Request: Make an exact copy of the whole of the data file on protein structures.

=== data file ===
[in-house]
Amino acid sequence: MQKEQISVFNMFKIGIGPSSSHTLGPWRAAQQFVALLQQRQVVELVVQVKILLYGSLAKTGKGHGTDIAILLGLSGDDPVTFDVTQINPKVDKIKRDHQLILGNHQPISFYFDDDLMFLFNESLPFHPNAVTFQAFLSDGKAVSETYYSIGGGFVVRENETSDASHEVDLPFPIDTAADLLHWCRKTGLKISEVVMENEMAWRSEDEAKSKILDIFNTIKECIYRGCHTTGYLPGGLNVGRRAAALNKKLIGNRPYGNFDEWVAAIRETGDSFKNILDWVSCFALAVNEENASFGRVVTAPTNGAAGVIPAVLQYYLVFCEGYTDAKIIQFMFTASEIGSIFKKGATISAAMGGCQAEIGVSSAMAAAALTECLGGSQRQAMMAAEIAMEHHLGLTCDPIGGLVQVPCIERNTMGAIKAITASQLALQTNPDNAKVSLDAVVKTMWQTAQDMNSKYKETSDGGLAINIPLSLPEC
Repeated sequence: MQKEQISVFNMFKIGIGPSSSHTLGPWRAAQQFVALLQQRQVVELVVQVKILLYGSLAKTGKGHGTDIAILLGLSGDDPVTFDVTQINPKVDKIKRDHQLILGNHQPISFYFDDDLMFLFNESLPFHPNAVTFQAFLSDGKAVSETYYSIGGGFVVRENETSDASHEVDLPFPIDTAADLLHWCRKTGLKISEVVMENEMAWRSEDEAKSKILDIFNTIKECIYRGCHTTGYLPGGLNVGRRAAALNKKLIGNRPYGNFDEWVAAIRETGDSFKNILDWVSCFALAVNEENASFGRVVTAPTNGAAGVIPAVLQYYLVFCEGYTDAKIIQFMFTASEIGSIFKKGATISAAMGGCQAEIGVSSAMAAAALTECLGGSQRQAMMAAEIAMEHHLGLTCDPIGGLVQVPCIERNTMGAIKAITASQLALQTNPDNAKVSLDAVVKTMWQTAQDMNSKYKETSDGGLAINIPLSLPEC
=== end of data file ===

[in-house]
Amino acid sequence: MQKEQISVFNMFKIGIGPSSSHTLGPWRAAQQFVALLQQRQVVELVVQVKILLYGSLAKTGKGHGTDIAILLGLSGDDPVTFDVTQINPKVDKIKRDHQLILGNHQPISFYFDDDLMFLFNESLPFHPNAVTFQAFLSDGKAVSETYYSIGGGFVVRENETSDASHEVDLPFPIDTAADLLHWCRKTGLKISEVVMENEMAWRSEDEAKSKILDIFNTIKECIYRGCHTTGYLPGGLNVGRRAAALNKKLIGNRPYGNFDEWVAAIRETGDSFKNILDWVSCFALAVNEENASFGRVVTAPTNGAAGVIPAVLQYYLVFCEGYTDAKIIQFMFTASEIGSIFKKGATISAAMGGCQAEIGVSSAMAAAALTECLGGSQRQAMMAAEIAMEHHLGLTCDPIGGLVQVPCIERNTMGAIKAITASQLALQTNPDNAKVSLDAVVKTMWQTAQDMNSKYKETSDGGLAINIPLSLPEC
Repeated sequence: MQKEQISVFNMFKIGIGPSSSHTLGPWRAAQQFVALLQQRQVVELVVQVKILLYGSLAKTGKGHGTDIAILLGLSGDDPVTFDVTQINPKVDKIKRDHQLILGNHQPISFYFDDDLMFLFNESLPFHPNAVTFQAFLSDGKAVSETYYSIGGGFVVRENETSDASHEVDLPFPIDTAADLLHWCRKTGLKISEVVMENEMAWRSEDEAKSKILDIFNTIKECIYRGCHTTGYLPGGLNVGRRAAALNKKLIGNRPYGNFDEWVAAIRETGDSFKNILDWVSCFALAVNEENASFGRVVTAPTNGAAGVIPAVLQYYLVFCEGYTDAKIIQFMFTASEIGSIFKKGATISAAMGGCQAEIGVSSAMAAAALTECLGGSQRQAMMAAEIAMEHHLGLTCDPIGGLVQVPCIERNTMGAIKAITASQLALQTNPDNAKVSLDAVVKTMWQTAQDMNSKYKETSDGGLAINIPLSLPEC